The Courier News from Blytheville, Arkansas on November 29, 1937 · Page 12
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The Courier News from Blytheville, Arkansas · Page 12

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Blytheville, Arkansas
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Monday, November 29, 1937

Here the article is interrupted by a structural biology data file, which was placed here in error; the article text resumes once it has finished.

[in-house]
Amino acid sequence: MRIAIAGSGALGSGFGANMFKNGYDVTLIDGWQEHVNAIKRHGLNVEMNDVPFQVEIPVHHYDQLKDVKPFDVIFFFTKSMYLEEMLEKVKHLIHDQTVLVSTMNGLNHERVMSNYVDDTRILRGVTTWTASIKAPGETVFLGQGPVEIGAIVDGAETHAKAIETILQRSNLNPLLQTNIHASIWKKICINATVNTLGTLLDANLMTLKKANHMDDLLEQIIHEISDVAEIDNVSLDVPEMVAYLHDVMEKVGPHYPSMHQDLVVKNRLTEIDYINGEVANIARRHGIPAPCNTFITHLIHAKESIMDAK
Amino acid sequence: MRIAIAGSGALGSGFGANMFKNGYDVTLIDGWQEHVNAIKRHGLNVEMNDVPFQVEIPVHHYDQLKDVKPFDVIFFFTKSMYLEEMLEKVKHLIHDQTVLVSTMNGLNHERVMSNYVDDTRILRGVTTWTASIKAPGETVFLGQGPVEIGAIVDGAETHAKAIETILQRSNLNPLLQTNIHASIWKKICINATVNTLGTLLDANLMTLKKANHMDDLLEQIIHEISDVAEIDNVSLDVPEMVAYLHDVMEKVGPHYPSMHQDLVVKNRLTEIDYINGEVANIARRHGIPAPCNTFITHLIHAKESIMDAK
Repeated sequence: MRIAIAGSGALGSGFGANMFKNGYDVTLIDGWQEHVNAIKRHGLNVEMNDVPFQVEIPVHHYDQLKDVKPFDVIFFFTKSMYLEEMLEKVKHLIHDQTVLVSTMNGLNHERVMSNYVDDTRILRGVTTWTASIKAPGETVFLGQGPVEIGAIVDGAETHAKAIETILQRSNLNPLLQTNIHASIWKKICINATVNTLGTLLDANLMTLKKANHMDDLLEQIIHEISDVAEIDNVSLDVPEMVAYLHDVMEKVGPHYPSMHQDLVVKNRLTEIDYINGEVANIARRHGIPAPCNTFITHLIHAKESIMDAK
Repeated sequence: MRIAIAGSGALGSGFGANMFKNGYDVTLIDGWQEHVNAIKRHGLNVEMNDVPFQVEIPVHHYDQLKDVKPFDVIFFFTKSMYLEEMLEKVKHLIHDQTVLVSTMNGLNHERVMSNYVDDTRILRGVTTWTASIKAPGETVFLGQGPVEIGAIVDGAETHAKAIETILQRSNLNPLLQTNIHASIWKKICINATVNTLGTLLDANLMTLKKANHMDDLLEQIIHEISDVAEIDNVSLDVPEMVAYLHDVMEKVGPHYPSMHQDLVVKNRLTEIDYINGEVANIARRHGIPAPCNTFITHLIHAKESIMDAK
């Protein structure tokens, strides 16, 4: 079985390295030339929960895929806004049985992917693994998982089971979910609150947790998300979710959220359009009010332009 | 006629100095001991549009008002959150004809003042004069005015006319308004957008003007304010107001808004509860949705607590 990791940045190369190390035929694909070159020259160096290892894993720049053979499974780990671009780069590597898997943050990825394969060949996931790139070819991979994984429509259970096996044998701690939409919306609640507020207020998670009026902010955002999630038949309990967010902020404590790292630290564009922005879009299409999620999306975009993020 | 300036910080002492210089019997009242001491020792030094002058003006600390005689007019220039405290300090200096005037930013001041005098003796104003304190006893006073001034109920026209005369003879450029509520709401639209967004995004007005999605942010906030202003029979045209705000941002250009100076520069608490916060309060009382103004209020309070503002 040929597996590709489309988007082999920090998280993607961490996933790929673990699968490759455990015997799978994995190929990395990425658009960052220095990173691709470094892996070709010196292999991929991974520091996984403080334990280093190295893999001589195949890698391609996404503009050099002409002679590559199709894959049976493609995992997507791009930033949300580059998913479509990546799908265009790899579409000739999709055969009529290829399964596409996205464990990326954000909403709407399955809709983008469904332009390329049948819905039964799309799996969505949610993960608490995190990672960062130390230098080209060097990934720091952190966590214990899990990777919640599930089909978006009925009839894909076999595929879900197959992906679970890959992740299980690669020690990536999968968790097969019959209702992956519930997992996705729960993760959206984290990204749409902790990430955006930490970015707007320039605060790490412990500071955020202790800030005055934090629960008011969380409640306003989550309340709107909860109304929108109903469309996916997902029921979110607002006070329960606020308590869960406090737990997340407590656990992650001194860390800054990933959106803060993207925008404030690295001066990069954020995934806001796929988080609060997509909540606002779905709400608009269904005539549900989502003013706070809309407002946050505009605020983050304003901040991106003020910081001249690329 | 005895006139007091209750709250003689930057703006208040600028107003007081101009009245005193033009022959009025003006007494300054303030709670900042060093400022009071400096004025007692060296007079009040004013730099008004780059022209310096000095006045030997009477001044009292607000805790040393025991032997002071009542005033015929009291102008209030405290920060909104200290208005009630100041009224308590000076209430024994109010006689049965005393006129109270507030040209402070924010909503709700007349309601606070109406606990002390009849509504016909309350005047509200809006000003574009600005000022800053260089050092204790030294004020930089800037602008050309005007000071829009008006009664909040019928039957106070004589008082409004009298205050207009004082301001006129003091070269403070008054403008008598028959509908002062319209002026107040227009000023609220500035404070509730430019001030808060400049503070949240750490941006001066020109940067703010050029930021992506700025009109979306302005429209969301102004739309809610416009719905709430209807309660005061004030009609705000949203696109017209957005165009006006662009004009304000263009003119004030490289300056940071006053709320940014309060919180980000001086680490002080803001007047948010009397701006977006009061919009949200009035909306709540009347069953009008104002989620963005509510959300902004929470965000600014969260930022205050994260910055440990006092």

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? TWELVE; THE) g C'OURIEH NEWS TH£ COtTJMiB NEWS CO. If. V, HAHJES, Publisher feif Nat(0n#f Advjiryslng Representatives; <rkflf)sf5 P»)!les, Ino., New Vork, Chicago, Detroit, jjt. V)u,i5, DaU&s, psnsas Oily,' Memphis. Published Every Afternoon Except Sunday Entered as second class mater pt tlic post ofTice at Blytheville Arkansas, under net oC Congress, October 9, 1811. Served by the United Press SUBSCRIPTION RATES By carrier in the Cjty 'of Blyllieville, 15o per week, or 65o per nio'qtil. By mail, within a radius of 50 milea, $3,00 per year. $1.50 for six months, 7$c for tlirco months; by infill hi postal zones tVt'o tq sis, Inclusive, 56.50 per j'Ojyf; \\\ ?qiies seven «nd fight ,$10.00 per year, payflbie (i\ ftdvauvf. Virile Industry Can Solve Our Problems Tim . present susieicvn of CouyvcsH is licKiuuiug to resemble tlic meeting of thai western frontier debating society, •whose proskloiU (UiuoiHicod that* the evening's topic wonlrl be ''Wjiat's UHH country coming to?" with the high school, teacher taking the alfirimilive ;uul himself Die negative. :... Which is to Kay that while Con- gi;esfj' is full of talk about what (his dwhii'y may be coming (o, it is having; o' mortally hard time deciding just what the affirmative ami negative sides of the issue 'should be. .:T)ieA'e is'the matter of the budget, for' in.slanco. Congress wants to sue government, expenditures cut, but the cutting tool has ji handle lil<c o ral- lio'l poker. The army and tlie wivy arc co.sting enormous sums,' and bid fair to. cost more; but wltlj lite work! jn (lie state it is in, , the army and the navy look like first-rate insurance which . is . i wii-th whatever it niaycost, ,';Tlien Uiprq is relief— a sUipciidous- ly" expensive thing, which must be bitten into pretty materially if we are to get our goyeviiine'i.H cqats "down Id anything resembling normal. But while Congress sddles up to this subject, the PftSjinnilni voifies of the conference of mayors ring in its ears,, warning that to cut relief . \vjll hp to invite trouble by- the carload lot. i..;v-JJasbr LaGuardia t pfojNe\v''YQ)'k says •hliJijtlj' that' relief j,s--jjojii|f -'- rpcqssjpn, • he warns, means increased iineriipJoynient; far from tapering oil', tlic relief load is due to increase, anil increase materially, in (ho coming win% ' - •' ' i; Mivyci'. UQyimlm is followed by Mayor Hnrok] Ii, Puilo" of Cleveland, ii ; conservative Uepubliciui, Consevva- tive BuvtO!) talks just like L.ef t-\Ving LaGn 3 vdia., when relief is mentioned. Cut off tho fedora) relief program, says Mayor Bmiqn, awl in Cleveland "100,000 people will be compelled to cljoos'q between starvation and <i law- loss'' search for food." Other mayors ta|k in the same vein; niul ft'Qm then- rcijini-ks o)ie senses that t|ie relief load, onerous though it is, is something that can neither be talked WyVnor ignored. We still have , this enormous (indigested niass of unemployed men; humanitarian reasons OUT OUli WAY aside, we caiuict, in sheer nelf-ilefciise, do iinylliing but continue to carry it as long as- it exists. Which seems to indicate, then, that our inipiediato salvalioij iuay not lie in the direction of cutting expenses and slicing into the <|elicil. We should slop spending scores of (pillions on relief, bul u'o can't do it while need exists; the neod will go on existing until private industry is able to absorb tho jobless workers. ' So Congress might well thnik about industry instead of the federal treasury, for a while. It might think abimt that delicate, ICIUIOIIH thing called con- lidencc, and how it can be restored; about the proposition that jf govern- n\niU I'an't got business back on ils I'eot it could try lulling business gut back unaided—and unhampered. I-'oi- mil' probloip can he so)veil, apparently, only in terms of a genuine revival. {ARK.>'-COUftlE« NBWS "I'wgrexs" In Tin: oll'tnt to make I ho fipa.njsli civil war a purely S|lii|lJKh, i\Ki\\\> m\\y go- foiwanl a little more easily, now tl\~at Soviet Russia hi|K'finally Accepted the plan for removal of foreign snldini's, drawn up atul adopted by oilier nonintervention powers. Under this plan, oilier nations would extend beljigerent rights lo tho rebel govei-nniwit aflpr "siilj.slatitjaj prog-' ro.ss" lias hueti ni;«!o it| gulling ttii; foreign soldiers out of Spain. Russia had insists) (hat no such rights could lie jii-Hiitcct until all the foreigners had licwi withdrawn; imw she has modified (his stand, and substantial progress in rjilding the war-torn country of soldiers from other lauds should wnv be possible. There is not, however, any wa,y to turn the alock, back. Thy war in Spain has left scars which that hapless conuiry wil| feel for decades to come. And some of the worst of llieni were made ! hy people who wore not S|>an- iards. MONbAY, NOVEMBER UD, "No, (hu ^vho live downstairs never complain. i''rc right hehind von now" 'They're right hchind you now. 1 THIS CURIOUS WORLO I William Ferguson Ihis is not a new depression, but another decline in Ihe old cue thai lia.s Ijccn vvilh us since 1D20.-CU). Leonard p. Ayi'cs, ccoiioinisl. * * T "• Thu iuitogrniih hunters? They're mvfnl.—Dick Powell, I am miMilljinj io throw tlie iincmploynl to the wolves.—Hurry L .Hopkins. * t » 1 note thai (he cmintric.s tlial war most easily arc lho.se whose life is not too enticing and there is really nothing much to |>rcscr,ve.~Mrs. Franklin D. Roosevelt, in :\ speech in Cleveland, o.' * * * Tlic K<ivci-iniK»lt should be c|Hpu\veix'il to drntt woiiit'ii n.s \vrll a.s men in lime iir war. Mrs pixie Griu'cs, U. S. Sciwlor from Als- By Williams MORSE. SHARKS THE Aflcnplnschcr do s Ls of Ibc loy Lypc, and resembles a monkey more than it docs a clog. Even its screaming L, monkey-like Tj r brctd is of German orisi". and is UHlc known iu America with only a fc\v imUvdiials to be fount! licre. NEXT: llu\v old s'carpel \\cavipg'.' I JUST COULOM'T GO INTO ANP THEM WOULDN'T HAVE ANV O\WOO- WE'LL NEVER HAVE :'•=/; NICKELS \M A SLOT AM 1 •tH'.TO PUT'EM IN TH =7, \8ANK.f TWQ NICKELS £ ;VIM A'BIG, BANK.'" THAT MAKES A DOLLAR OP THIS WINJETV CENTS- AND I'LL BE " THREE C p .iNTS INTEREST . WITH A I'P WNT TILL I GOT VOUTH WITH AROUND.... MY OLD AGE WORRIES" MEf se it) Color ll;iir, SliotiM }}c Considered OREN ARNOLD Copyright I9>7 ( NEA S»ryic«, Inc. OAST av t:u.\tt\VTiins ROlilillT llAHHy—Iiero, **- JIiy.ISSA L A X li — heroine, . IIO.\l-;y HUB anil __ l f Ilfirrv'a ,, JOMCS— i. This Is tne .seventh in a series'] tliennorc. repented use of elves In- Dr. Fishbolt, dealing \vith -l.taakcs (he hair brittle Hair treat. llu 1 hair, ils ailments and lUs ' " (arc. • •; * INO. 3831 1J1C..JIOPKIH fl.SUItKIN Krtilor. Journal of (lie American i ctl with most of lliesc dyes j as with liyrfrpgon peroxide is hkc- i l.v to appear tn peculiar colors and [sometimes even with a. spotted i appearance. ue M.y*".^ 11 ' 0 ' 1 •"'•'"'"Inta t,, win »olj. Unnry II,.,. <;| r | m^uagja J'Ollln ..... 10 i-nier Ifu- iiiclure (o »oo McllssM. Hr ngreat. CHAPTER VIII 7T was Wednesday morning when / excitement jeached iis Jiighest in the archaeologist's camp. Bo& had the party up ia the gray ol tlawn. "Let's cat and get going!" lie urged. "We can get into the rasUe before 3 o'cloek, I lliink. Shouldn't !ie hard to place the last two lad- liers." It was liai-tl, and it was rather dangerous, but iha job was done. Holliman, who had jncant to be- gi'l some of liis lovemaking, ns contracted, didn't lind anv sort ot chance for it, so hard did Bob drive them. It was past nine When the ladders were nil safe. Bqlj himself might have climbed 40 {eel then and gone back into t|ie castle, but instead he cniiic back down. "You are going next, Miss Lane," he smiled at Mary Melissa. "This ia really your party, you know." . Quite by e.'iance he looked then 1 at Honey Bee Girl. The Indian W(<s, staring longingly upward. Bob, kind of heart anyway, was instantly touched. "Say, Honey Bee, 'would you like lo go lip? v.'ith the first party, I mean? Come on, if you want to. You follow Miss Lane, then we'll bring up the i-cav." Ho had no idea what feelings his bland invitation treated in each girl's heart. Mary Melissa could have slapped him almost, she told herself. But even so, she recognized his motive, and ajl- mireci him for it. Honey Bee nodded, cold, impassive. This first climb up took more than 20 minutes. Nobody spoke. Bob, stoud at Hie bottom of each ladder, steadying it until the girls reached the ' next ledge and the :;cx! !2d«)ei- above. When they had gone single file over tho rirn, and stood by tho castle door lac- ftig (he bright morning sun, Bob Blade quite an occasion of ii. "Mais Melissa Lane," he 'proclaimed, "you are the first while woman over to set foot in tliis fortress. Moreover, you are tfic first woman of any sort— and prob- - Hie second human being—lo visit here in at least 1000 yearsi" * * * thpu,gh.t at it thrilled 'LJssa.. She felt a queer tightening her throat, She said nothing'. She smiled at Bob, and logelher they stared across Ihe 200 miles of haze and blue and purple qnd led spread before them—a gigantic palletle, of pastel painlSidaubed there by Nature, and oddly alive by the morning motion of the sun. Mary Melissa gave thought to the contrast this view meant in her life. In New York City her home was a do luxe apartment 40 stories up from fMti street. Now she was on a similar height -looking, incidentally, from the porch of yet another apartment. The grandeur, somehow, was mucji the same. "It's—magnificent, Dr. Bavry!" she murmured it, barely audible. The silencp, not the roar of traffic, was dominant here. Skyscrapers were not 40 stories, nor 80; they were rocky peaks'a hundred "stories," or a, thousand. A fc\v birds could he seen. Grazing jn their new corral 600 feet' down \yerc tiie expedition's mules and horses—but in all (he expanse before them was not another visible living thing. » • t JJOB sensed her mood, and (lie spell of Ihe place gripped him too, «iused him iiiomeiitanly to forget liis science, the'past that stood in masonry behind them. He gazed, at the eastern horizon. Then something—he never knew whaW caused him slowly to turn and look at Mary Melissa Lane. He saw her profile tHere—real- ly saw the girl for'the first tiine. She had been a person before, a very definite person, who could and did issue a 55000 check Ihal ivas good, and who filled surprisingly well into the personnel of a mountain expedition. But now— By George, her eyelashes are amazingly long! And'her nose and chin—nothing pert there, nothing flippant. A'solidity, rather; yet delicate, too. Molded so finely. With no fault. His scienlist's eye was analyzing l)er, not at the direction qf his mine), but from •some deeper force. Unconsciously she parted her lips a trine, and he saw perfect ieelh. ' A moment later she turned lo him, perceived his intense scrutiny, and turned away smiling.. It broke liis trance,'.but'-'pV.' Hoberl Wilson Barry, ar.chaeoio- 3is(, realized for'the first time in iis adull life that the present can 3c altogether as fascinating as the >ast. In him, a. mature young sci- entist, his heart was inexplicably pounding! "Don't seem to be anybody elsp here," Hades Jones called. He had been peering in various doors. "Look out for rattlers jn places like this." "Snakes?" queried 'Lissa. "Tm> high up, Uncle Hades?" • They come up along rocks, anywhere. Anywhere there's likely to be mice and rats and such, like to cat. The's pack rat nests in here, J see." * * irepanUion on a small part the skin before applying it nasse. NEXT: Supcrflous hair. , .,„., no rattlesnakes, nor .any other s,jgn of recent life. Bo|> repealed that Ihe place probably- had been abandoned sometime in the Dark Ages, as Europe reckoned lime. "But why?" asked 'Lissa. "Where did they go, I wonder." "That's exactly why we are here?" Bob reminded. "If we can find the answer lo that, it will be worth—everything." "Could they have cut entrance steps in (tie stone, that have since been eroded away?" 'Hardly. Rainfall is scant in this country. Wind erosion would require maybe a million years for lha,t. No, remains of any stairs they cut would still be visible." They explored inside, The, mummy was valuable, Bob said. No doubt they would find more human remains, after slight digging. They fqiincl many odds and ends of artifacts, (he things and tools of life many centuries before, remarkably well preserved by the :iigh, dry atmosphere qf what is now called Arizona. Then Bob picked up a stonp nainmer. ' It was tied lo a slick handle, as* usual wiih native weapons. And —most significant—the rawhide thong that lied it was still in good condition, still tight and strong. He stared at it intently. "Something important?" askec) Mary Melissa. 'Very. This skin, on this ham^. mcr. Say, somebody was here much less thap 1000 years ago. Nearer 100 years, I'd estimate, or this raw-hide would have decayed. But the crumbled walls, and everything else in sight, look lika 10 centuries or more. This com T plicates the thing immensely, 'Lissa." . Mary Melissa didn't care!. She •didn't see " the scientific angle, but— ' ' ' "' Boh Barry had used her pet name! (To Be Continued) Watch Repairer, 90, At His Bench Daily Fighting Jim, the Crow, Proves' Heroic Nuisance -J Hobo King Offers Tips On -Slang of the Road ST. LOUIS (UP) — To (he lay- niui. such terms as jungle buz- ;ards. ringtail monkeys aiuj funzy- aijs aie vague. But to Jeff Davi.s. Cing of the Hoboes of America, inc., those words have definite "A jungle btuanrd." King Jell ixplainccl, "is a guy you meet on ; he. road who eats up the food •tue) n-oji't try to gel i. He won't, lelp fix Uic fire, or get water, 'or anything. "A ringtail inuiikey is just a ;)lain smart alccfc. and a ruzzytaU s a guy who always lias his fealh- FRE.MCNT, O. (UP)—Frank W.l Meiria'.n, repijterily the oldest! \vatch repairer "in" Ohio/ waT-'toa busy lo celabrate liis 90th birthday. He walkccj in good health from his l)pi|ic Ip Jiis s)]op—a rtozen Weeks or more saying he "vvoulci not know what to do with himself" if lie didu' keep working. Mwriam was repairing watches in Warren, O., before he was 20. He came to Fremont in 1885. lii 1304. lie opened his own sjiop. A few years ago he decided lo give up the jewelry business and devote all his time to optomctry ami watch repairing. The paiiistaljrng, oyCT.strajiiijig j business of watch repairing hasn't j from carrying] HARWICH, Mass. (UP)— Fight- irig Jim, the crow, is something pt a heroic iu|isance on Hazel Nickerson's turkey farm.'for while he protects turkeys aeaiiiit raiding hawks lie pulls raids himself on wash day. Jim is a playful crow and delights in chasing sticks and stones, but recently lie demonstrated figlitr iiiB blood by successfully beating: off a hungry hawk wlicn it started lo raid a iloclc of turkeys owned by Nickeraon. Hqvvevcr, on wash day Jim-pulls clolhe-spins off the line, cawing boisterously as the newly-washed clolhes fall to the ground. from , tlriviii.T .it slow is Ihe cause, sowetimti's. of poor f'H.ne lieriorniiiicc. The T^ IHtlc chaivo t« warm up. In sparkplug Keotinjr, tin cr.ising intenrmU-nt missing. OUR BOARDING HOUSE WitliJIajorHoople ^^ '" - -^ ,' SELP ' " to 1 r 1 ' l mCa " S C ° m " lclc 6yfl "« ^ ccco and Rome. Today, icoplc still.dye their liair. Every- ons. thfrcfore. ought to be famtl- ] iar with the dangers and m'flicul- a-ssoclateci with the process. j Kver since the firet ^qman look;((! into » mirror ajnl decided that might look belter with Mine modifications, women have Ijccp tampering ,'ivjlh, llicir faces nnd tlicir l\aln Tlisl Is why so many thousands of pieparalioai (01 tills are on the market, is no substance known will restore the original color gray jiair, regardless of what the liair may have looked like in I Ihe tiisl nlBcp. Ncvcrlli'clcif,. womoii U|ieii(| ItipusaiKls cf dollars ;< year Hits' virtue. Among Ihft vc-peUible or the hair, henna i.s For blcachiiip tho hair, h.vriro- gcn peroxide Is most commonly employed. While Ihe subitaiicc Itself ivil) not akvays injure hair, ll;c ammonia which-Ls plied wilh it \ v ill make tlic prime and even destroy it. Camomile meal, usc-d (o produce a red color in dark hair or a golrt color i n light hair,' must be prepared with uic greatest care to get a uniform result. i probably the ol( hair dyes. It gives a copper color to dark hair, but if the hair is gray flic henna produces a rcrt color. Parapliciiylctidiaininc produces shades varying from aubim known, but indigo wood .Mge and cam been popular. u, c brown and black. In Ihosc people- who arc MibceiilUjlr— and it wuulrt llic j I scc.n ll.at t!)i' includes Iron, " o b( , sl p , wr C ciit o( all pco» e_lli I )C °W C '" exlraclj. product will produce a serious re- and camomile meal 1 1:1VC a!sp fiction in the ,kin. Furthermore the mere fact that a person has liccn using this liair tlye successfully Is no inrttatiou that |, C ,,,, XJ - pycs aro dilllciilt to incinire. The results arc not prrmanmt IK- .— „.,. | cause the hair grows. MOM ol i i>eiisltivity "to "it"' t lhc tfycs do not pcnctiute ilic Hair I Hair drctsci-s arc shaft, but merely coat ((.' Pi, r '. | f 0 ,- Ci ( 0 ( Cst & , ma SO'S VOL) A WORT*-! OF A CEMT ceA^i our OF YEP, VEST POCKET WITHOUT OP MAVIMQ ME MUST HAVE BUSTSP A LEG WHEM ME WE'MT TO Kl£K HI "REVOLVIWQ TXOR FOR A GOAL,OK HE WOULC? MAVS .^.j LOUP, Ik] MY POCKET WE SURB MISS TH' MAJOR, ALL RIGHT f THAT MILLIOM CLAIMED HE'D GET "t SMOKIMG IT ~ You Q t the